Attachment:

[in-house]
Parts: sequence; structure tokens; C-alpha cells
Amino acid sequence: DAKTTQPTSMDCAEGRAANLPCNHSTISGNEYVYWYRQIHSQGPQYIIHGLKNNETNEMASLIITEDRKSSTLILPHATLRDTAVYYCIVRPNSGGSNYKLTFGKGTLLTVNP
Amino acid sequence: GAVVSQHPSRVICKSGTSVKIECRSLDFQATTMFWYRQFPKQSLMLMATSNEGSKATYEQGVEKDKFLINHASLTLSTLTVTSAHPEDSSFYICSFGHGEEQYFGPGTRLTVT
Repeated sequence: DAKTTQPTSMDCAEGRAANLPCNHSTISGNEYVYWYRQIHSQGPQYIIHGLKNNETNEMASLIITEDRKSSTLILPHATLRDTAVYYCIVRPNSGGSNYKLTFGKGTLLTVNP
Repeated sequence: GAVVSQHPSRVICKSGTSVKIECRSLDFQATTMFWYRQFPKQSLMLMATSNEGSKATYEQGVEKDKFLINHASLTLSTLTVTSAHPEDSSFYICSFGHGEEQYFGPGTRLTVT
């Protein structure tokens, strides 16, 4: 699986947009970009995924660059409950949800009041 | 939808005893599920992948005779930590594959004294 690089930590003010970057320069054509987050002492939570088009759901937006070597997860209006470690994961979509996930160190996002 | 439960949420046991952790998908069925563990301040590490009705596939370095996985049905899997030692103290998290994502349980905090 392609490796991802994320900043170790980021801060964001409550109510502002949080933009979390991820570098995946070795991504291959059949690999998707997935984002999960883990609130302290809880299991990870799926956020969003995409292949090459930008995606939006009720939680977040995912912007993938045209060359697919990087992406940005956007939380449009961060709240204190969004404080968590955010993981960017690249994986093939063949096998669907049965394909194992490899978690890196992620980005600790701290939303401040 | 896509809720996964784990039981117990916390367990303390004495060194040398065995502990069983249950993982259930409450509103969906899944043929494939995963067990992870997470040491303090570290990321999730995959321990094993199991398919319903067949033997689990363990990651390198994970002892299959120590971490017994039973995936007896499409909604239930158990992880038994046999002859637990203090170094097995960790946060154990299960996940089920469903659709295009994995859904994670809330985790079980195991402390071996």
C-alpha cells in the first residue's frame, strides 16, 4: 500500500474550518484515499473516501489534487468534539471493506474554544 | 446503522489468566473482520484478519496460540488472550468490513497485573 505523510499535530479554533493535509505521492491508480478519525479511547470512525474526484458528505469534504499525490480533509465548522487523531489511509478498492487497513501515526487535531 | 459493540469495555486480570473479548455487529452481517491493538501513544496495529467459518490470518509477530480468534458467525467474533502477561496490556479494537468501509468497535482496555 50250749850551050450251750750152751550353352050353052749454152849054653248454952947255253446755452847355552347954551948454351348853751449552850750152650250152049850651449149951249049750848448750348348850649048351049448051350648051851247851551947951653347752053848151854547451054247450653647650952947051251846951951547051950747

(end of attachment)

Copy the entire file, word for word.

[in-house]
Parts: sequence; structure tokens; C-alpha cells
Amino acid sequence: DAKTTQPTSMDCAEGRAANLPCNHSTISGNEYVYWYRQIHSQGPQYIIHGLKNNETNEMASLIITEDRKSSTLILPHATLRDTAVYYCIVRPNSGGSNYKLTFGKGTLLTVNP
Amino acid sequence: GAVVSQHPSRVICKSGTSVKIECRSLDFQATTMFWYRQFPKQSLMLMATSNEGSKATYEQGVEKDKFLINHASLTLSTLTVTSAHPEDSSFYICSFGHGEEQYFGPGTRLTVT
Repeated sequence: DAKTTQPTSMDCAEGRAANLPCNHSTISGNEYVYWYRQIHSQGPQYIIHGLKNNETNEMASLIITEDRKSSTLILPHATLRDTAVYYCIVRPNSGGSNYKLTFGKGTLLTVNP
Repeated sequence: GAVVSQHPSRVICKSGTSVKIECRSLDFQATTMFWYRQFPKQSLMLMATSNEGSKATYEQGVEKDKFLINHASLTLSTLTVTSAHPEDSSFYICSFGHGEEQYFGPGTRLTVT
């Protein structure tokens, strides 16, 4: 699986947009970009995924660059409950949800009041 | 939808005893599920992948005779930590594959004294 690089930590003010970057320069054509987050002492939570088009759901937006070597997860209006470690994961979509996930160190996002 | 439960949420046991952790998908069925563990301040590490009705596939370095996985049905899997030692103290998290994502349980905090 392609490796991802994320900043170790980021801060964001409550109510502002949080933009979390991820570098995946070795991504291959059949690999998707997935984002999960883990609130302290809880299991990870799926956020969003995409292949090459930008995606939006009720939680977040995912912007993938045209060359697919990087992406940005956007939380449009961060709240204190969004404080968590955010993981960017690249994986093939063949096998669907049965394909194992490899978690890196992620980005600790701290939303401040 | 896509809720996964784990039981117990916390367990303390004495060194040398065995502990069983249950993982259930409450509103969906899944043929494939995963067990992870997470040491303090570290990321999730995959321990094993199991398919319903067949033997689990363990990651390198994970002892299959120590971490017994039973995936007896499409909604239930158990992880038994046999002859637990203090170094097995960790946060154990299960996940089920469903659709295009994995859904994670809330985790079980195991402390071996």
C-alpha cells in the first residue's frame, strides 16, 4: 500500500474550518484515499473516501489534487468534539471493506474554544 | 446503522489468566473482520484478519496460540488472550468490513497485573 505523510499535530479554533493535509505521492491508480478519525479511547470512525474526484458528505469534504499525490480533509465548522487523531489511509478498492487497513501515526487535531 | 459493540469495555486480570473479548455487529452481517491493538501513544496495529467459518490470518509477530480468534458467525467474533502477561496490556479494537468501509468497535482496555 50250749850551050450251750750152751550353352050353052749454152849054653248454952947255253446755452847355552347954551948454351348853751449552850750152650250152049850651449149951249049750848448750348348850649048351049448051350648051851247851551947951653347752053848151854547451054247450653647650952947051251846951951547051950747